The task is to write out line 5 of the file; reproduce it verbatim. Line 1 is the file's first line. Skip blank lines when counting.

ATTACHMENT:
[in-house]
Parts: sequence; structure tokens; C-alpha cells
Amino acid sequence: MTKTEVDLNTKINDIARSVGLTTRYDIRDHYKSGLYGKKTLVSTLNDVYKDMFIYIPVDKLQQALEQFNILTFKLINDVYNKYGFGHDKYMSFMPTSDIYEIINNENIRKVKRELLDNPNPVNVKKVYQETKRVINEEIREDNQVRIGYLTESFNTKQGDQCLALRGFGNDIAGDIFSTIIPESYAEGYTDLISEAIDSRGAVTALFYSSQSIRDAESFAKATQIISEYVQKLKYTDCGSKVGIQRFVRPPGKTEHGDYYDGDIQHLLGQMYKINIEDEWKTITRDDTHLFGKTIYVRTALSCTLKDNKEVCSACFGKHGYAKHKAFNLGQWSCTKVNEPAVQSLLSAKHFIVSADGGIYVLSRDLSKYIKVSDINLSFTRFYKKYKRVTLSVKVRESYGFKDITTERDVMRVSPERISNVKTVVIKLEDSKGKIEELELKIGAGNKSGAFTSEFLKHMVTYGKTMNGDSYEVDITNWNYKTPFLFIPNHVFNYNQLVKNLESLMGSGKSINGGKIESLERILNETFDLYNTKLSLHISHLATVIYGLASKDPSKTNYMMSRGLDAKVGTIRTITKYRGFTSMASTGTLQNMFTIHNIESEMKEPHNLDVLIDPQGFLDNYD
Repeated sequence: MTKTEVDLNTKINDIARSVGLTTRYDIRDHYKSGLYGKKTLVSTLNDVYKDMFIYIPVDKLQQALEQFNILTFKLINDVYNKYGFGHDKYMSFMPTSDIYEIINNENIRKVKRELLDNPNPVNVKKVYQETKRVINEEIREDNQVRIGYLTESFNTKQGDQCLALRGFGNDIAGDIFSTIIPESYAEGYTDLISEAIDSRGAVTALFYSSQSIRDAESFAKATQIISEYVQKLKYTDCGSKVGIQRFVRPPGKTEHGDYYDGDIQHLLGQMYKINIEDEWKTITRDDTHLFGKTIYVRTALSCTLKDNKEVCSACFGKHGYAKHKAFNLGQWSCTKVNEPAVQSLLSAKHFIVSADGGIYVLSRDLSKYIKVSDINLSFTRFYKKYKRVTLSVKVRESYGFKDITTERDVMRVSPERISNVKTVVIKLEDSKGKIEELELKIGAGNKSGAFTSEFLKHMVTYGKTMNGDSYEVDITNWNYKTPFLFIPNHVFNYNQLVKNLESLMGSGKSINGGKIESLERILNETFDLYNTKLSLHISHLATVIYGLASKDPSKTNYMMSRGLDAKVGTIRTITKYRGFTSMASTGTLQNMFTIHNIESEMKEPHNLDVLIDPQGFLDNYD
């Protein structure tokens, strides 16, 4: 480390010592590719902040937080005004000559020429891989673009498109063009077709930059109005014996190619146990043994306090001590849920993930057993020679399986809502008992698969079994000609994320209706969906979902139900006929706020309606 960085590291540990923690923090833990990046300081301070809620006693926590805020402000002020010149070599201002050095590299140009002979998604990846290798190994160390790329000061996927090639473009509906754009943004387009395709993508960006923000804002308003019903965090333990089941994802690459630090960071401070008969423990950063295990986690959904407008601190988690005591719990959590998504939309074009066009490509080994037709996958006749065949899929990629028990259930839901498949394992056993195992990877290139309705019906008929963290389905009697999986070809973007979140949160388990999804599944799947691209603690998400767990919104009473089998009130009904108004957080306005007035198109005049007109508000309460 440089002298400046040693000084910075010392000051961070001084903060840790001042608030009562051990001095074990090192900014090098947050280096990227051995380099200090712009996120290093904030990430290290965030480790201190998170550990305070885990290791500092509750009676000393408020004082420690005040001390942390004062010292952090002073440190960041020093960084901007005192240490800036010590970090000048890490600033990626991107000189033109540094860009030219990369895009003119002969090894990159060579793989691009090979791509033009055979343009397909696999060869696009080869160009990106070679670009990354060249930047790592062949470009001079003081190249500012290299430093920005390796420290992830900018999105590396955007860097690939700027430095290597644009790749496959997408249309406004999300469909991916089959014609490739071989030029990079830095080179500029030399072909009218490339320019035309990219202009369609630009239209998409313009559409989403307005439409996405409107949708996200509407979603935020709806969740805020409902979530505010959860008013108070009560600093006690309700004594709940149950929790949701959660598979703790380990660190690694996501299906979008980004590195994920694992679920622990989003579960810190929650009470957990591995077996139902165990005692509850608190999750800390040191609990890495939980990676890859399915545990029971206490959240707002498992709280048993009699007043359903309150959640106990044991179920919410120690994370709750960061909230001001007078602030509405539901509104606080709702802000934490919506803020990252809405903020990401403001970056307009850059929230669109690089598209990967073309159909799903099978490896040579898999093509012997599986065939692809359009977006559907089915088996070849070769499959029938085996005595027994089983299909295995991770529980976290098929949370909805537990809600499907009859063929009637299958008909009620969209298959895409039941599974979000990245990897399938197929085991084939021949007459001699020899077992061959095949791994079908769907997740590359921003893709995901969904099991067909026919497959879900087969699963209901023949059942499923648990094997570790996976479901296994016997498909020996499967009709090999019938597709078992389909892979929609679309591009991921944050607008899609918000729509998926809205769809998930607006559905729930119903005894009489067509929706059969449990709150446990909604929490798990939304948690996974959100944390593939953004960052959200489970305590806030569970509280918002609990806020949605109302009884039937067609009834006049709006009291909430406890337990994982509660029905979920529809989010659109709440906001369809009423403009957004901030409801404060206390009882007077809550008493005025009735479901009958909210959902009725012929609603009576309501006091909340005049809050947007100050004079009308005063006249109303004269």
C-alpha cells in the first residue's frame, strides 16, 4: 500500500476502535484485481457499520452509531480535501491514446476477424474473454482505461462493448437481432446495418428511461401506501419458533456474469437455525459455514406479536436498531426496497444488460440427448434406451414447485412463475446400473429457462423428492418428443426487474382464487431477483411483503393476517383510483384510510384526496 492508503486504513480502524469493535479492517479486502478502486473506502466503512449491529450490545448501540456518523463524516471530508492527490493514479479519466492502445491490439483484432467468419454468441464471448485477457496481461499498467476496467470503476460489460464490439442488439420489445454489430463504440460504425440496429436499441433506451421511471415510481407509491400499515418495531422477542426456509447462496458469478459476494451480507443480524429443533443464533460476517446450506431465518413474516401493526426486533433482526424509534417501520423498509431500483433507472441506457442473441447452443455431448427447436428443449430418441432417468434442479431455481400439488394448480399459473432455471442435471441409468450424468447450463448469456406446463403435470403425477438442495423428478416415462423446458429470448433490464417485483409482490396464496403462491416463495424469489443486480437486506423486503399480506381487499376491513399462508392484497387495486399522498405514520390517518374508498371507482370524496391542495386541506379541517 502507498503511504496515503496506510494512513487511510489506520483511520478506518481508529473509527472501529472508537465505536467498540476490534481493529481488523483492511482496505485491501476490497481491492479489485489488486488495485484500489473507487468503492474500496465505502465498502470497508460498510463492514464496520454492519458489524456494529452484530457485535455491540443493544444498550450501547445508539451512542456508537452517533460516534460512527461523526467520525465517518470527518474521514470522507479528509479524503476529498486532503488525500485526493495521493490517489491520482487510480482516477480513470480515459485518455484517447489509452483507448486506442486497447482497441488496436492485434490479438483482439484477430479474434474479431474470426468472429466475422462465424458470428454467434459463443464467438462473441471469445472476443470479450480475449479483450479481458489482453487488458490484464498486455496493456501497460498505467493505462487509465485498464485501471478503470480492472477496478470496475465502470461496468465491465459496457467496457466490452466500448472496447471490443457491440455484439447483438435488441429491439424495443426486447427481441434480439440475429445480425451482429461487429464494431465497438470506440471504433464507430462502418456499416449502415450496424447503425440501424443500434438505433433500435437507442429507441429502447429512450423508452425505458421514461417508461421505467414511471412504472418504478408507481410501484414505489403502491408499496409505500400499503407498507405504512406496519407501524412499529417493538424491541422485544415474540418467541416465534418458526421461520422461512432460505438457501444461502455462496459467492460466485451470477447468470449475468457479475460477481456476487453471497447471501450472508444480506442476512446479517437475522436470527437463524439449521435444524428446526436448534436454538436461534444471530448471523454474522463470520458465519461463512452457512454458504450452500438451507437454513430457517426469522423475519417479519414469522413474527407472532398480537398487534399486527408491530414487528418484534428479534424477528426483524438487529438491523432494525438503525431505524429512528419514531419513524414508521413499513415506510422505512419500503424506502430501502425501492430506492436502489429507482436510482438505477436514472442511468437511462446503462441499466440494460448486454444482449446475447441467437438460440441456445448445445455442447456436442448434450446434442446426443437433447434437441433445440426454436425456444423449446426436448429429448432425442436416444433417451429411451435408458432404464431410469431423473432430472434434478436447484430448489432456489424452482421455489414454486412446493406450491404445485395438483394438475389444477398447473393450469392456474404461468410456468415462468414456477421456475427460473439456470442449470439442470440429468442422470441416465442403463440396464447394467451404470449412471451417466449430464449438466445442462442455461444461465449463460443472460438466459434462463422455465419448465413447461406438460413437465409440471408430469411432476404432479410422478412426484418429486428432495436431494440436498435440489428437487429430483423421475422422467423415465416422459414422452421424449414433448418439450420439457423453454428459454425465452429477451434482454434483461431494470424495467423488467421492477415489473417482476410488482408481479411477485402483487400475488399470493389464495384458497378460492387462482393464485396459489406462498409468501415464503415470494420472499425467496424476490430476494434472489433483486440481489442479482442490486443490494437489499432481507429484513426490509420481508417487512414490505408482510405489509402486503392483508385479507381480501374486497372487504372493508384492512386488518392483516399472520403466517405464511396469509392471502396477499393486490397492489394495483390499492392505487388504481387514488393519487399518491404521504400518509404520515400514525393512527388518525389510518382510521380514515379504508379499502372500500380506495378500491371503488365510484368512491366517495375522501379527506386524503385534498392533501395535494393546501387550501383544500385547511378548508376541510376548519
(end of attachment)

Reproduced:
């Protein structure tokens, strides 16, 4: 480390010592590719902040937080005004000559020429891989673009498109063009077709930059109005014996190619146990043994306090001590849920993930057993020679399986809502008992698969079994000609994320209706969906979902139900006929706020309606 960085590291540990923690923090833990990046300081301070809620006693926590805020402000002020010149070599201002050095590299140009002979998604990846290798190994160390790329000061996927090639473009509906754009943004387009395709993508960006923000804002308003019903965090333990089941994802690459630090960071401070008969423990950063295990986690959904407008601190988690005591719990959590998504939309074009066009490509080994037709996958006749065949899929990629028990259930839901498949394992056993195992990877290139309705019906008929963290389905009697999986070809973007979140949160388990999804599944799947691209603690998400767990919104009473089998009130009904108004957080306005007035198109005049007109508000309460 440089002298400046040693000084910075010392000051961070001084903060840790001042608030009562051990001095074990090192900014090098947050280096990227051995380099200090712009996120290093904030990430290290965030480790201190998170550990305070885990290791500092509750009676000393408020004082420690005040001390942390004062010292952090002073440190960041020093960084901007005192240490800036010590970090000048890490600033990626991107000189033109540094860009030219990369895009003119002969090894990159060579793989691009090979791509033009055979343009397909696999060869696009080869160009990106070679670009990354060249930047790592062949470009001079003081190249500012290299430093920005390796420290992830900018999105590396955007860097690939700027430095290597644009790749496959997408249309406004999300469909991916089959014609490739071989030029990079830095080179500029030399072909009218490339320019035309990219202009369609630009239209998409313009559409989403307005439409996405409107949708996200509407979603935020709806969740805020409902979530505010959860008013108070009560600093006690309700004594709940149950929790949701959660598979703790380990660190690694996501299906979008980004590195994920694992679920622990989003579960810190929650009470957990591995077996139902165990005692509850608190999750800390040191609990890495939980990676890859399915545990029971206490959240707002498992709280048993009699007043359903309150959640106990044991179920919410120690994370709750960061909230001001007078602030509405539901509104606080709702802000934490919506803020990252809405903020990401403001970056307009850059929230669109690089598209990967073309159909799903099978490896040579898999093509012997599986065939692809359009977006559907089915088996070849070769499959029938085996005595027994089983299909295995991770529980976290098929949370909805537990809600499907009859063929009637299958008909009620969209298959895409039941599974979000990245990897399938197929085991084939021949007459001699020899077992061959095949791994079908769907997740590359921003893709995901969904099991067909026919497959879900087969699963209901023949059942499923648990094997570790996976479901296994016997498909020996499967009709090999019938597709078992389909892979929609679309591009991921944050607008899609918000729509998926809205769809998930607006559905729930119903005894009489067509929706059969449990709150446990909604929490798990939304948690996974959100944390593939953004960052959200489970305590806030569970509280918002609990806020949605109302009884039937067609009834006049709006009291909430406890337990994982509660029905979920529809989010659109709440906001369809009423403009957004901030409801404060206390009882007077809550008493005025009735479901009958909210959902009725012929609603009576309501006091909340005049809050947007100050004079009308005063006249109303004269």